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Atlantic Forest Research Collaborative

Climate Change and Forest Carbon

Global temperatures have risen since the beginning of the industrial revolution, with some of the warmest years occurring in the past decade. Some North American forests are already experiencing climate-induced changes such as altered natural disturbance regimes (fire, pests). Future impacts are predicted to vary regionally.

The Acadian Forest Region is situated within an eastern North American ecological transition zone conifer-dominated boreal forest to the north with temperate deciduous forests to the south. Transition forests are considered particularly susceptible to climate change.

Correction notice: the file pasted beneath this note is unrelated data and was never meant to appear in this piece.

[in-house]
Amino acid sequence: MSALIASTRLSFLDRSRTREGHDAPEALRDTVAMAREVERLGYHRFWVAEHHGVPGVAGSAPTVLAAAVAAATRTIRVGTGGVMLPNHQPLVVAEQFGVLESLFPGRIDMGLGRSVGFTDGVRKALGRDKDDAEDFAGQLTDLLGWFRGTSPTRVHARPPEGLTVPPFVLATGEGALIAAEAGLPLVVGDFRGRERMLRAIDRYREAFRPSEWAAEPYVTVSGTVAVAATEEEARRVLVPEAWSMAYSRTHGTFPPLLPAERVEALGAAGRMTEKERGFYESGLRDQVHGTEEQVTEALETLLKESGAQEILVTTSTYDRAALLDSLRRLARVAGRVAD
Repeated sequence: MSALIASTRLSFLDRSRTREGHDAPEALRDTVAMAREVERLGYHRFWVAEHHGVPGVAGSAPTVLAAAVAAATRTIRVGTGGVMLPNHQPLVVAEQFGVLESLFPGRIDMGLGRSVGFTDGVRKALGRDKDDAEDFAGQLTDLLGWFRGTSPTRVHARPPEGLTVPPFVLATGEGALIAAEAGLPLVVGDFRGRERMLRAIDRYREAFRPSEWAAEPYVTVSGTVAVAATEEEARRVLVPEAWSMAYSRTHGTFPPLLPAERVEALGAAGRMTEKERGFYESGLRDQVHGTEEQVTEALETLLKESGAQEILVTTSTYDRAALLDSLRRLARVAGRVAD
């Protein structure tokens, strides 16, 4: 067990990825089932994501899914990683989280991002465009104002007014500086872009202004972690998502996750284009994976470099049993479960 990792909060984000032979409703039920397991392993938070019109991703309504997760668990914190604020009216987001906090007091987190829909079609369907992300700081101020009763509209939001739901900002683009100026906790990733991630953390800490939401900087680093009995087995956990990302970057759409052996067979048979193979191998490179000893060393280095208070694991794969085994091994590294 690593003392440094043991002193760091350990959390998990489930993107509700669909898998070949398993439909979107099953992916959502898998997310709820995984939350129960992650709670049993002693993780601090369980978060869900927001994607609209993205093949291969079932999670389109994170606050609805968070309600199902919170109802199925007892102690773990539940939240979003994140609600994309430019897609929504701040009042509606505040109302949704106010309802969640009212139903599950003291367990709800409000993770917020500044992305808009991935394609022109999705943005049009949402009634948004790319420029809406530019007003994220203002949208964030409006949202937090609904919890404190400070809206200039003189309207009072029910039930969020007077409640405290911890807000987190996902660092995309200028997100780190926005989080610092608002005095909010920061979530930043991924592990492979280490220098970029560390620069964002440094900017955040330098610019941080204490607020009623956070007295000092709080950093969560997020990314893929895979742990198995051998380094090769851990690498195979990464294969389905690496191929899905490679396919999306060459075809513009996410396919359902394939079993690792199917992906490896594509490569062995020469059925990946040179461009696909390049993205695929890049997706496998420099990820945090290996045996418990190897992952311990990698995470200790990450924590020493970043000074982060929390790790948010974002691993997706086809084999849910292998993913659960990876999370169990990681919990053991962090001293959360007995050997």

Forests help to maintain the global carbon balance by both storing and releasing carbon. The effect of climate change on carbon source/sink balance of Canada’s forests is being extensively studied. The Canadian Carbon Budget Model uses the best available information on forests and tree growth, with the data being provided by resource management agencies. Silviculture, forest health, and precision forestry are three research themes that can contribute new knowledge to understanding of potential effects of climate change on carbon cycling and valuation of forest carbon storage for emission offsets.

Priority research questions

  • What are the risks and opportunities of climate change on forest values in the Acadian forest region, and how can we adapt?
  • How do we measure, forecast, model, manage, price and market carbon in the forest to create a new revenue stream for landowners and help society mitigate/adapt to climate change?

Work group members

  • Van Lantz, Susannah Banks, and Mike Lavigne.

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